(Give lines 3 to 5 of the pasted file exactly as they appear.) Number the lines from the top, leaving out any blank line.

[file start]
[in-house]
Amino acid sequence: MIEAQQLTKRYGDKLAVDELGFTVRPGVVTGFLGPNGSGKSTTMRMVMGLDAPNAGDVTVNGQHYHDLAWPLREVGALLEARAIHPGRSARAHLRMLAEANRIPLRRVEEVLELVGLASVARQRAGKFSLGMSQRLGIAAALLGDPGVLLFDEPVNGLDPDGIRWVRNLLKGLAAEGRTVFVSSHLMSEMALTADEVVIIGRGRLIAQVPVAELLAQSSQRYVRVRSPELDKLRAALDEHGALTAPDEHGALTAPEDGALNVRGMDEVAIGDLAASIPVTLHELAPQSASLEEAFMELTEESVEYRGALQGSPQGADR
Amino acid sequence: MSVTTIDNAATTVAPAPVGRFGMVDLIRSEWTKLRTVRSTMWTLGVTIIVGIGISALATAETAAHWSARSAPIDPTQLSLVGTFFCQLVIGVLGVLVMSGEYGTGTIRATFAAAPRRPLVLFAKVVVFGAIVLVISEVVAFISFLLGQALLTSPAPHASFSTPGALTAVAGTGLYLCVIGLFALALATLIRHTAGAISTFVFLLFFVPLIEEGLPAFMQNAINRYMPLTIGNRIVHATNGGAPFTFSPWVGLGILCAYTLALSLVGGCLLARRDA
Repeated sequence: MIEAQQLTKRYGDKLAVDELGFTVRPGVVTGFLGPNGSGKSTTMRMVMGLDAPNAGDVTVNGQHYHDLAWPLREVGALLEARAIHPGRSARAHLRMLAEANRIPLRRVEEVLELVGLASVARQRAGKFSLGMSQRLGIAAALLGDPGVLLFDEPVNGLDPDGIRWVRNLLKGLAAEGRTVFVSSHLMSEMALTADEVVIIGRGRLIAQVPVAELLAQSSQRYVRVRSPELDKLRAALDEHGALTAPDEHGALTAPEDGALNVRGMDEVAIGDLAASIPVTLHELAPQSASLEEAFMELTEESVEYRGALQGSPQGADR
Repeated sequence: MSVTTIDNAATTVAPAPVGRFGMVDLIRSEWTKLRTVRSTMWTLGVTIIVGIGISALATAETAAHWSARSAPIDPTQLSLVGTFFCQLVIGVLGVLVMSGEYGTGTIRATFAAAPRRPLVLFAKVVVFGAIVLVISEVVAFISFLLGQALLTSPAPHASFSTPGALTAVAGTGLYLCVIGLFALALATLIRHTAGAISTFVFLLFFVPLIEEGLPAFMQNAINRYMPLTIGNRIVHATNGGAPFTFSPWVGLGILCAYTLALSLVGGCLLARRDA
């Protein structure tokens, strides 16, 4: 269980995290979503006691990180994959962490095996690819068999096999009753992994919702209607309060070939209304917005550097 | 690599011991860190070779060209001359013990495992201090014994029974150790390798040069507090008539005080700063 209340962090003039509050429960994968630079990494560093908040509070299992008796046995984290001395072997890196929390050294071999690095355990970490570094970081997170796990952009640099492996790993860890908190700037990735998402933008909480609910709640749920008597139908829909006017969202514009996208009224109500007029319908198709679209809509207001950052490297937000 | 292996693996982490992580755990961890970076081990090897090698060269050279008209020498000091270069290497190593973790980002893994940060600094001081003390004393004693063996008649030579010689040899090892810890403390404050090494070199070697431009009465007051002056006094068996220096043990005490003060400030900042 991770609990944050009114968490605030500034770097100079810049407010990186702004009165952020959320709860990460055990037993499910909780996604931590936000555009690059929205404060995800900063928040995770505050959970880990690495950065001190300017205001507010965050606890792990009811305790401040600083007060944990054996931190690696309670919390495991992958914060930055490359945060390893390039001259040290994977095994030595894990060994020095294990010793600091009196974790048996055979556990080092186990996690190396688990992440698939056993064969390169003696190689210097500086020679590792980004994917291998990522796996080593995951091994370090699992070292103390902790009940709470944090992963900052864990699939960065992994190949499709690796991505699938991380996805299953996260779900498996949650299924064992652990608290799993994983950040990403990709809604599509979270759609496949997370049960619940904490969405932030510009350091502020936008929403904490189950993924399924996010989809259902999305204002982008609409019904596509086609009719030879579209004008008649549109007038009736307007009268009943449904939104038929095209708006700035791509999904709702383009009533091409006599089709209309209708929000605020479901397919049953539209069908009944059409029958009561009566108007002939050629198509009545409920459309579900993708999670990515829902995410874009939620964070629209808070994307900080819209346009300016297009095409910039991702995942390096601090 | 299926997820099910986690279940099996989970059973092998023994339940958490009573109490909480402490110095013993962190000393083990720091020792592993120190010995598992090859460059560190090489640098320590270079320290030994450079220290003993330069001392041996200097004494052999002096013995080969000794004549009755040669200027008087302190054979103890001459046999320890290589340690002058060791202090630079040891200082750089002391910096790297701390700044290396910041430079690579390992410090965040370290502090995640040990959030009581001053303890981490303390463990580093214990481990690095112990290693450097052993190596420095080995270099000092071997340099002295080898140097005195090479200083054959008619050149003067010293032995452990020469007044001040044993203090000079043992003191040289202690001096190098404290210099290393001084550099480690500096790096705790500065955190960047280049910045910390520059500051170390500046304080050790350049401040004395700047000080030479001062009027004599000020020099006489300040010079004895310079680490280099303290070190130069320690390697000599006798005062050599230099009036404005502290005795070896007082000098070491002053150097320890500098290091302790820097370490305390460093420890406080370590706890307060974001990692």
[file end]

Amino acid sequence: MSVTTIDNAATTVAPAPVGRFGMVDLIRSEWTKLRTVRSTMWTLGVTIIVGIGISALATAETAAHWSARSAPIDPTQLSLVGTFFCQLVIGVLGVLVMSGEYGTGTIRATFAAAPRRPLVLFAKVVVFGAIVLVISEVVAFISFLLGQALLTSPAPHASFSTPGALTAVAGTGLYLCVIGLFALALATLIRHTAGAISTFVFLLFFVPLIEEGLPAFMQNAINRYMPLTIGNRIVHATNGGAPFTFSPWVGLGILCAYTLALSLVGGCLLARRDA
Repeated sequence: MIEAQQLTKRYGDKLAVDELGFTVRPGVVTGFLGPNGSGKSTTMRMVMGLDAPNAGDVTVNGQHYHDLAWPLREVGALLEARAIHPGRSARAHLRMLAEANRIPLRRVEEVLELVGLASVARQRAGKFSLGMSQRLGIAAALLGDPGVLLFDEPVNGLDPDGIRWVRNLLKGLAAEGRTVFVSSHLMSEMALTADEVVIIGRGRLIAQVPVAELLAQSSQRYVRVRSPELDKLRAALDEHGALTAPDEHGALTAPEDGALNVRGMDEVAIGDLAASIPVTLHELAPQSASLEEAFMELTEESVEYRGALQGSPQGADR
Repeated sequence: MSVTTIDNAATTVAPAPVGRFGMVDLIRSEWTKLRTVRSTMWTLGVTIIVGIGISALATAETAAHWSARSAPIDPTQLSLVGTFFCQLVIGVLGVLVMSGEYGTGTIRATFAAAPRRPLVLFAKVVVFGAIVLVISEVVAFISFLLGQALLTSPAPHASFSTPGALTAVAGTGLYLCVIGLFALALATLIRHTAGAISTFVFLLFFVPLIEEGLPAFMQNAINRYMPLTIGNRIVHATNGGAPFTFSPWVGLGILCAYTLALSLVGGCLLARRDA